The Son of No One
Disappointing thriller that Al Pacino can't save Discuss this article
Jonathan White (Tatum, who’s put on some Method pudge) is a dour member of New York’s Finest with some not-so-nice secrets. Flashbacks to his tenement-residing childhood reveal a murderous event that still haunts him. It involves a loaded gun, a strung-out drug addict and a sexually abused best bud who grows up into a shell-shocked Tracy Morgan. Now it’s 2002, the city is reeling from 9/11, and White’s past is threatening to catch up with him thanks to some anonymous letters sent to Juliette Binoche’s intrepid Queens reporter. What’s a conflicted copper to do?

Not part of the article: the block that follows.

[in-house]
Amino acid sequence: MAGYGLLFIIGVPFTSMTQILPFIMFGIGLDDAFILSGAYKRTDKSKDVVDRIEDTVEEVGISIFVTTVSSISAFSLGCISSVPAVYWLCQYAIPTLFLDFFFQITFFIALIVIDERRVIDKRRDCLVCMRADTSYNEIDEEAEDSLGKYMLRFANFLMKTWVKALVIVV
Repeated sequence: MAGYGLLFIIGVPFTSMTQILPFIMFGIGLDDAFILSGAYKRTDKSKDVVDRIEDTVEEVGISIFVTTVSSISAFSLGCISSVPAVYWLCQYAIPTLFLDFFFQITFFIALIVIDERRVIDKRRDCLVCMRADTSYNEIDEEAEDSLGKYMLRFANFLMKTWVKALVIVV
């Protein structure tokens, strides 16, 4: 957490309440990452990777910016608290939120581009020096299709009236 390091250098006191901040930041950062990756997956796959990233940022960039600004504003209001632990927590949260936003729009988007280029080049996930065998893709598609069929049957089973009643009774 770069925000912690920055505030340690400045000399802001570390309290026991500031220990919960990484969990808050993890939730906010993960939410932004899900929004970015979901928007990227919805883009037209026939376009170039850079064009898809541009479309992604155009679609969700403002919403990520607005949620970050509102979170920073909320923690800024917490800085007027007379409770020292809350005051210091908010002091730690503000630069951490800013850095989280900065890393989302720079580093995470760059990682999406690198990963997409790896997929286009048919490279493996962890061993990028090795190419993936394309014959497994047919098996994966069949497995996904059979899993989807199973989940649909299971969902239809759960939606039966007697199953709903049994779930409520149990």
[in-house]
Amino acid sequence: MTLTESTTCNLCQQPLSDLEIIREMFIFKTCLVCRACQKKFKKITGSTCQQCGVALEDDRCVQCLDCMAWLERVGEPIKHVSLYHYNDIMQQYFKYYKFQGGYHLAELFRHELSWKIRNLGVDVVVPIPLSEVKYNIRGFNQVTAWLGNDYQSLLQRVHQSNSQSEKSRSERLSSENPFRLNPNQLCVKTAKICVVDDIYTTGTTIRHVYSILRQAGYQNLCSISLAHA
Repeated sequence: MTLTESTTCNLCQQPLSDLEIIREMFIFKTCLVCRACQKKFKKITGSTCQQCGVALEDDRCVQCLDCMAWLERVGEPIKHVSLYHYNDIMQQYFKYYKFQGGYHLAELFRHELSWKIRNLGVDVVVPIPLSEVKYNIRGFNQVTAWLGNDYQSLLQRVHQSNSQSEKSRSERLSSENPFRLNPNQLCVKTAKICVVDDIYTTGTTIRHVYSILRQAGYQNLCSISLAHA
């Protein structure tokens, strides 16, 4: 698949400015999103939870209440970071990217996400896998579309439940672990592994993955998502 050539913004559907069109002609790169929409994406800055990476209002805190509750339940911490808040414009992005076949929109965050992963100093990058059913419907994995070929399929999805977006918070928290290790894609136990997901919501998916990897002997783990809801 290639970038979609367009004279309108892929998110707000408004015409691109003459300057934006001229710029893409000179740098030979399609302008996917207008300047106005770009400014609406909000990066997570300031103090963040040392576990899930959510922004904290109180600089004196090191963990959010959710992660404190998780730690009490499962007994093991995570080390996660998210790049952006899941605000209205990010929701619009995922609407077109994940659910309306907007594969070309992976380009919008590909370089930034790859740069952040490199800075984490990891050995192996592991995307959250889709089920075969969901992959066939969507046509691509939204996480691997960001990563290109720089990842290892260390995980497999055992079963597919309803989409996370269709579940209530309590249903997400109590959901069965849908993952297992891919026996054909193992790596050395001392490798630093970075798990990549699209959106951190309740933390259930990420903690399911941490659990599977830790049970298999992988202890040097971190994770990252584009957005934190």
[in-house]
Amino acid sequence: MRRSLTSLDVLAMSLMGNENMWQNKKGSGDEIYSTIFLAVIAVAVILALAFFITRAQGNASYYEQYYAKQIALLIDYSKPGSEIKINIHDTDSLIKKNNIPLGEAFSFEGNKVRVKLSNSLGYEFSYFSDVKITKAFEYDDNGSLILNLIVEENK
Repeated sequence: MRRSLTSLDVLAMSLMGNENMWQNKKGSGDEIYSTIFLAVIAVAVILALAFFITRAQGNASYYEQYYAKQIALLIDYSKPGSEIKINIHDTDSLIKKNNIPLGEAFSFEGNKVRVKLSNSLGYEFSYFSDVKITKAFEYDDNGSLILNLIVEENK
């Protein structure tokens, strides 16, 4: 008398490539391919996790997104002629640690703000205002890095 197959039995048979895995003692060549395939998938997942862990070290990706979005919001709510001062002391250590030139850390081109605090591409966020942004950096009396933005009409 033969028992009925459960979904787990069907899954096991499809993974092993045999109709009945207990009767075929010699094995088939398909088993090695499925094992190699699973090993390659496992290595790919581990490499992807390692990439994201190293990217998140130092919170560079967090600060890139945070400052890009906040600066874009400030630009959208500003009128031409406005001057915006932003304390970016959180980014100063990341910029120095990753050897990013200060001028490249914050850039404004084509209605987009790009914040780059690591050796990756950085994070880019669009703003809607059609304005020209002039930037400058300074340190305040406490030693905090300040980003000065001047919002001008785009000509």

Even the presence of heavy hitters such as Al Pacino can’t bolster Dito Montiel’s lurid and bathetic policier. The camera always seems to be in the wrong place, and the editing is frenetic and counterintuitive. By the time The Son of No One reaches its wannabe-tragic finale, you’d like nothing more than to kick this fatherless child to the curb.
Time Out Dubai,